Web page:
Condition Monitoring Using The Drive As a Sensor In Pumping Applications

Condition Monitoring Using The Drive As a Sensor In Pumping Applications
Variable speed drives have been used for over half a century, with the main advantage being the reduction of electrical energy use. With the advance of Industry 4.0, the role of the drive moves from that of a pure power processor to that of an intelligent element of the automation system. The ability of the drive to act as a smart sensor makes it a natural choice when implementing condition monitoring. In this article, we present how this can be used in water and wastewater applications.

New drive capabilities for water and wastewater applications

Today, more than 20% of all-electric motors are driven by variable speed drives. The main reason for using drives is the reduction of energy use. However, there are also other reasons for employing drives in water and wastewater applications, such as process control (keeping constant water pressure, thus avoiding leakage caused by high pressure), avoiding water hammer, or optimized well exploitation.

Since the introduction of microprocessors to control the drives, additional functionality has been added to the original function – which is that of a powerful processor. For example, drives are able to perform pump de-ragging in wastewater applications, they are able to control several pumps in a cascade system in water pumping applications, or can by-pass certain frequencies to avoid resonances.

The advance of Industry 4.0 has given an additional boost to these additional functions. As Industry 4.0 deals with information and networking, we start using the drives as smart and networked sensors.

The drive as a sensor

In variable speed drive applications, the availability of microprocessors in the drive and bus commu­nication options, combined with current and voltage sensors opens new opportunities. Moreover, additional sensors (such as vibration and pressure sensors) can be connected to the drive at almost no cost. This allows the drive to be used as a smart sensor for condition monitoring. The available information offers various use cases, e.g. system optimization, energy efficiency optimization, and condition-based maintenance. The next section will explore some examples of sensor integration and condition-based maintenance.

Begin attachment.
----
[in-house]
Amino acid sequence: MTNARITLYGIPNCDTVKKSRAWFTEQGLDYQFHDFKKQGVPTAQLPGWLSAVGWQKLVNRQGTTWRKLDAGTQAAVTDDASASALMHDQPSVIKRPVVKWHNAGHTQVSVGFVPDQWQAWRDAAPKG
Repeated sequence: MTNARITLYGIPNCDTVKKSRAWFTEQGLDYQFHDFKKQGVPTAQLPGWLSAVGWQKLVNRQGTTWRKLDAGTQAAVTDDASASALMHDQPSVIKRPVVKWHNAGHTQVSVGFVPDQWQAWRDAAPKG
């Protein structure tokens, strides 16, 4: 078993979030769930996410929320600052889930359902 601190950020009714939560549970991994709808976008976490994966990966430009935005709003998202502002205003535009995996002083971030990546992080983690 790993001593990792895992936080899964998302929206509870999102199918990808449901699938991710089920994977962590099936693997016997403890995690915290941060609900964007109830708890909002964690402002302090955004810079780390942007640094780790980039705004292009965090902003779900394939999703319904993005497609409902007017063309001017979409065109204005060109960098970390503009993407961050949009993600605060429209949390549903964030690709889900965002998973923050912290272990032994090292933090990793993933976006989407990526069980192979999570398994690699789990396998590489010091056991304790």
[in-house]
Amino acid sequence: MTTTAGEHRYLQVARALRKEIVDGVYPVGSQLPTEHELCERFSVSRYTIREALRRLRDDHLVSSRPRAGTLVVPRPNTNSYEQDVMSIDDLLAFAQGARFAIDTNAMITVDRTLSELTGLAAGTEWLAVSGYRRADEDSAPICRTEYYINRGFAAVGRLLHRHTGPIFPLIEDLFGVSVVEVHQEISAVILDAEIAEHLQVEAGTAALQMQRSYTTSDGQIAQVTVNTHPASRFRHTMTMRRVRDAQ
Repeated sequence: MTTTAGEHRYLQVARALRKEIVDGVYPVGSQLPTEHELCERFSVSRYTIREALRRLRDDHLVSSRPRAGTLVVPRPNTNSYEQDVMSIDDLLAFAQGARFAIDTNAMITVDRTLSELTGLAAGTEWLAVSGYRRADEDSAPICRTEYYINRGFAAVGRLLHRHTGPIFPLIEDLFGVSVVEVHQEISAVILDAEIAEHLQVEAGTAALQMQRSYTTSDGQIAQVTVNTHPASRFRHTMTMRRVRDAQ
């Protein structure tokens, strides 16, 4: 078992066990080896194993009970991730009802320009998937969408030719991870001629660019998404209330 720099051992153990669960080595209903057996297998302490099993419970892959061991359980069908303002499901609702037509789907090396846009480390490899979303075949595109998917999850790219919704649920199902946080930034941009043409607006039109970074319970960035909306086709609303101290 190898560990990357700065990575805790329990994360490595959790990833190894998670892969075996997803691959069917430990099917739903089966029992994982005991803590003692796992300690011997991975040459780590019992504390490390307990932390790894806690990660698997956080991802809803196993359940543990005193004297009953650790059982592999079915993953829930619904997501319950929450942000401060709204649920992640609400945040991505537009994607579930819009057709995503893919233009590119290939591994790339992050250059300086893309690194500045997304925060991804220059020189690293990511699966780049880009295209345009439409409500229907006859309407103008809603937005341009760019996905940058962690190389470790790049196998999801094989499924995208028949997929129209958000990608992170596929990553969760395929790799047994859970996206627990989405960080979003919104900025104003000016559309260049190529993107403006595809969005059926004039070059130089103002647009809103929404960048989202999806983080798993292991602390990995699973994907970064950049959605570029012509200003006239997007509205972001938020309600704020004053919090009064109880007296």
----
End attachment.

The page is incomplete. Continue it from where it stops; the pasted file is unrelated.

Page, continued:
Embedded condition-based monitoring

Condition monitoring is a technique to monitor the health of equipment in service. For this purpose, key parameters need to be selected as indicators for developing faults. The equipment condition typically degrades over time. The point of functional failure is when the equipment fails to provide the intended function. The idea of condition-based maintenance is to detect the potential failure before the actual failure occurs. In this case, maintenance actions can be planned before functional failure, with advantages such as reduction of downtime, elimination of unexpected production stops, maintenance optimization, reduction of spare part stock, and others.

Condition monitoring operates on three principles:

  1. Vibration level monitoring. Having a suitable vibration transmitter mounted and connected to the drive, the drive can offer advanced monitoring by correlating the transmitter signal with drive-internal signals, e.g. speed, or other signals that are relevant for the application. The drive can detect faults early Maintenance can be prepared and scheduled in advance while the system can continue operation until the next possible maintenance break.
  2. Electrical signature analysis. The condition of the motor and application can also be monitored through electrical signature analysis. This technique has been under research for many years. The early studies have addressed direct online machines, and later variable speed drive applications have been investigated too [5,6,7]. With the available processing power and memory in today’s drives, these techniques can be integrated into products as product features now. Fault condition indicators can be extracted from the motor currents and voltage signals. Frequency components of currents and voltages can be related to motor or application faults, e.g. shaft misalignment or stator winding faults.
  3. Load monitoring in pumps. During monitoring the drive can detect over-load and under-load conditions, which can be caused in pump applications by faults such as: fouling, sanding, broken impeller, wear out or other.  In applications where the load depends on the motor speed, the torque estimation can be used for determining over-load and under-load deviations. During baseline the drive “learns” the normal distribution of the load, or the load envelope.

Conclusions

Condition monitoring can be used for implementing condition-based maintenance – which is an evolution from corrective and preventive maintenance. But condition monitoring relies on sensor data; and installing additional sensors can be expensive. However, if variable speed drives are already used in the pumping application, they are a valuable source of data that can be used for condition monitoring, saving unnecessary expense.

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